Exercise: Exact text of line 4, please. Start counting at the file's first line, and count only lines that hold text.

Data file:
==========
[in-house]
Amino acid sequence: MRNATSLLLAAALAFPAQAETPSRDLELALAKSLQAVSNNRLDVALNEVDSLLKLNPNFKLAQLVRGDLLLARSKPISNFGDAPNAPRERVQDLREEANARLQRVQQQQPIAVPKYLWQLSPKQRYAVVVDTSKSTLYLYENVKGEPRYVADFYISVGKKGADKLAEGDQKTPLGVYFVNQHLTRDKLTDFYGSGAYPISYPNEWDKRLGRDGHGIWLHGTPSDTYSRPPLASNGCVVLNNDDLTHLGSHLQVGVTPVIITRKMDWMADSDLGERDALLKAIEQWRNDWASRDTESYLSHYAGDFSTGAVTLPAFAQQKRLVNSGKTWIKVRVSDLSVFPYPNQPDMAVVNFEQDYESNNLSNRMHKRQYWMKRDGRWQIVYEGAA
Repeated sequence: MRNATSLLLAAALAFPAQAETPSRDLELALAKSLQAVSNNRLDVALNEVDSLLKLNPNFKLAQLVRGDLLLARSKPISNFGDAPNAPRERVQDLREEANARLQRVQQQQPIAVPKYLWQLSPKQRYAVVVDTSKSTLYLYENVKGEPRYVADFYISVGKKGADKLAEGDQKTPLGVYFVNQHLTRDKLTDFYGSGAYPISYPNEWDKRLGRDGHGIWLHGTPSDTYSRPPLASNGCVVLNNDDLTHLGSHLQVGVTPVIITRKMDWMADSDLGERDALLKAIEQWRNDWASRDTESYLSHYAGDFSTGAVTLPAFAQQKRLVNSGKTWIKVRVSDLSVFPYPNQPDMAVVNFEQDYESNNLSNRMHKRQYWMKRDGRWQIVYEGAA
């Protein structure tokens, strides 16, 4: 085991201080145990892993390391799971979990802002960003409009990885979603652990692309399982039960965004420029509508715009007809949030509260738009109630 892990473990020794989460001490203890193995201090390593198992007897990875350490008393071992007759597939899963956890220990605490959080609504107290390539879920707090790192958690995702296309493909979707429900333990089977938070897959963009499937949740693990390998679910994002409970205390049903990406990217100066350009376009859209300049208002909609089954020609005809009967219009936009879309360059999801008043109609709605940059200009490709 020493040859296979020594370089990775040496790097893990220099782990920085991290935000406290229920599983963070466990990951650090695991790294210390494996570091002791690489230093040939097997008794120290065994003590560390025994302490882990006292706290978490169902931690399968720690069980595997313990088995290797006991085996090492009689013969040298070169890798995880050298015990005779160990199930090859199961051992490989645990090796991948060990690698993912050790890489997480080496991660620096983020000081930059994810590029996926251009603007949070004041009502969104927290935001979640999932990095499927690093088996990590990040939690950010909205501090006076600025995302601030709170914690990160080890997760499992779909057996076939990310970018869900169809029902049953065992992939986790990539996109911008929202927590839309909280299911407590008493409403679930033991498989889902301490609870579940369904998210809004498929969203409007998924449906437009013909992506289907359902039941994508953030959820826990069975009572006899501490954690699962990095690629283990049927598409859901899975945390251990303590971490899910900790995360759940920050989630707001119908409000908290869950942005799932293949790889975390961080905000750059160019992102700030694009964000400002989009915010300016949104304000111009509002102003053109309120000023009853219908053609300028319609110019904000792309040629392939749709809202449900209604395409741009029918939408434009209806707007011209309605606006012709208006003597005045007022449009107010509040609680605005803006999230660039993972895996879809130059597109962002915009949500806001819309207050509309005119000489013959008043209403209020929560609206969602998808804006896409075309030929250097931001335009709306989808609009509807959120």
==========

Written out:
């Protein structure tokens, strides 16, 4: 085991201080145990892993390391799971979990802002960003409009990885979603652990692309399982039960965004420029509508715009007809949030509260738009109630 892990473990020794989460001490203890193995201090390593198992007897990875350490008393071992007759597939899963956890220990605490959080609504107290390539879920707090790192958690995702296309493909979707429900333990089977938070897959963009499937949740693990390998679910994002409970205390049903990406990217100066350009376009859209300049208002909609089954020609005809009967219009936009879309360059999801008043109609709605940059200009490709 020493040859296979020594370089990775040496790097893990220099782990920085991290935000406290229920599983963070466990990951650090695991790294210390494996570091002791690489230093040939097997008794120290065994003590560390025994302490882990006292706290978490169902931690399968720690069980595997313990088995290797006991085996090492009689013969040298070169890798995880050298015990005779160990199930090859199961051992490989645990090796991948060990690698993912050790890489997480080496991660620096983020000081930059994810590029996926251009603007949070004041009502969104927290935001979640999932990095499927690093088996990590990040939690950010909205501090006076600025995302601030709170914690990160080890997760499992779909057996076939990310970018869900169809029902049953065992992939986790990539996109911008929202927590839309909280299911407590008493409403679930033991498989889902301490609870579940369904998210809004498929969203409007998924449906437009013909992506289907359902039941994508953030959820826990069975009572006899501490954690699962990095690629283990049927598409859901899975945390251990303590971490899910900790995360759940920050989630707001119908409000908290869950942005799932293949790889975390961080905000750059160019992102700030694009964000400002989009915010300016949104304000111009509002102003053109309120000023009853219908053609300028319609110019904000792309040629392939749709809202449900209604395409741009029918939408434009209806707007011209309605606006012709208006003597005045007022449009107010509040609680605005803006999230660039993972895996879809130059597109962002915009949500806001819309207050509309005119000489013959008043209403209020929560609206969602998808804006896409075309030929250097931001335009709306989808609009509807959120």